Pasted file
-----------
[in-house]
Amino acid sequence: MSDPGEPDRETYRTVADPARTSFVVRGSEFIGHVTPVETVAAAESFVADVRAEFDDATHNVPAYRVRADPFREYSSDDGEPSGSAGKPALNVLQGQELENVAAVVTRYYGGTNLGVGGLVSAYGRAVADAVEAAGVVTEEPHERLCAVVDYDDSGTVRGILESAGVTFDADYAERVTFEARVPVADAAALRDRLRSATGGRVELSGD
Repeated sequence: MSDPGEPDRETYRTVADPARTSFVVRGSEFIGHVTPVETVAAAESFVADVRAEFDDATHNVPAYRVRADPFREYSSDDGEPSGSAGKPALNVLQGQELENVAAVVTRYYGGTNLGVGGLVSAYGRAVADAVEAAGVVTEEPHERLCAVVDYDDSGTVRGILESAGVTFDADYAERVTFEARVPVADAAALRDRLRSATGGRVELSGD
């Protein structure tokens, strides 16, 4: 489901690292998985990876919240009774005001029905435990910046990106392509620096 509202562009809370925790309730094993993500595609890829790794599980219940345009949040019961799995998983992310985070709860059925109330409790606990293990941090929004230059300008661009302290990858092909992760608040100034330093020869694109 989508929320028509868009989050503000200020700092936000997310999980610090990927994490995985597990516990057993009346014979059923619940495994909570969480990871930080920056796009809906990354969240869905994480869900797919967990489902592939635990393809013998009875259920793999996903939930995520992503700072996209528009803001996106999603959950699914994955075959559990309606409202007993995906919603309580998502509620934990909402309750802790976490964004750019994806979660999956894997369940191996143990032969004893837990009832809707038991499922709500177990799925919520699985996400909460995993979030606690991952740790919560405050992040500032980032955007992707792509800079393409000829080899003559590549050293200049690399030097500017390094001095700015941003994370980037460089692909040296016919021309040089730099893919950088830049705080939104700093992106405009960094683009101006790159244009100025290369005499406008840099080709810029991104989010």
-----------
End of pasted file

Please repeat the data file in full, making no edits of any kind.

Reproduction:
[in-house]
Amino acid sequence: MSDPGEPDRETYRTVADPARTSFVVRGSEFIGHVTPVETVAAAESFVADVRAEFDDATHNVPAYRVRADPFREYSSDDGEPSGSAGKPALNVLQGQELENVAAVVTRYYGGTNLGVGGLVSAYGRAVADAVEAAGVVTEEPHERLCAVVDYDDSGTVRGILESAGVTFDADYAERVTFEARVPVADAAALRDRLRSATGGRVELSGD
Repeated sequence: MSDPGEPDRETYRTVADPARTSFVVRGSEFIGHVTPVETVAAAESFVADVRAEFDDATHNVPAYRVRADPFREYSSDDGEPSGSAGKPALNVLQGQELENVAAVVTRYYGGTNLGVGGLVSAYGRAVADAVEAAGVVTEEPHERLCAVVDYDDSGTVRGILESAGVTFDADYAERVTFEARVPVADAAALRDRLRSATGGRVELSGD
């Protein structure tokens, strides 16, 4: 489901690292998985990876919240009774005001029905435990910046990106392509620096 509202562009809370925790309730094993993500595609890829790794599980219940345009949040019961799995998983992310985070709860059925109330409790606990293990941090929004230059300008661009302290990858092909992760608040100034330093020869694109 989508929320028509868009989050503000200020700092936000997310999980610090990927994490995985597990516990057993009346014979059923619940495994909570969480990871930080920056796009809906990354969240869905994480869900797919967990489902592939635990393809013998009875259920793999996903939930995520992503700072996209528009803001996106999603959950699914994955075959559990309606409202007993995906919603309580998502509620934990909402309750802790976490964004750019994806979660999956894997369940191996143990032969004893837990009832809707038991499922709500177990799925919520699985996400909460995993979030606690991952740790919560405050992040500032980032955007992707792509800079393409000829080899003559590549050293200049690399030097500017390094001095700015941003994370980037460089692909040296016919021309040089730099893919950088830049705080939104700093992106405009960094683009101006790159244009100025290369005499406008840099080709810029991104989010």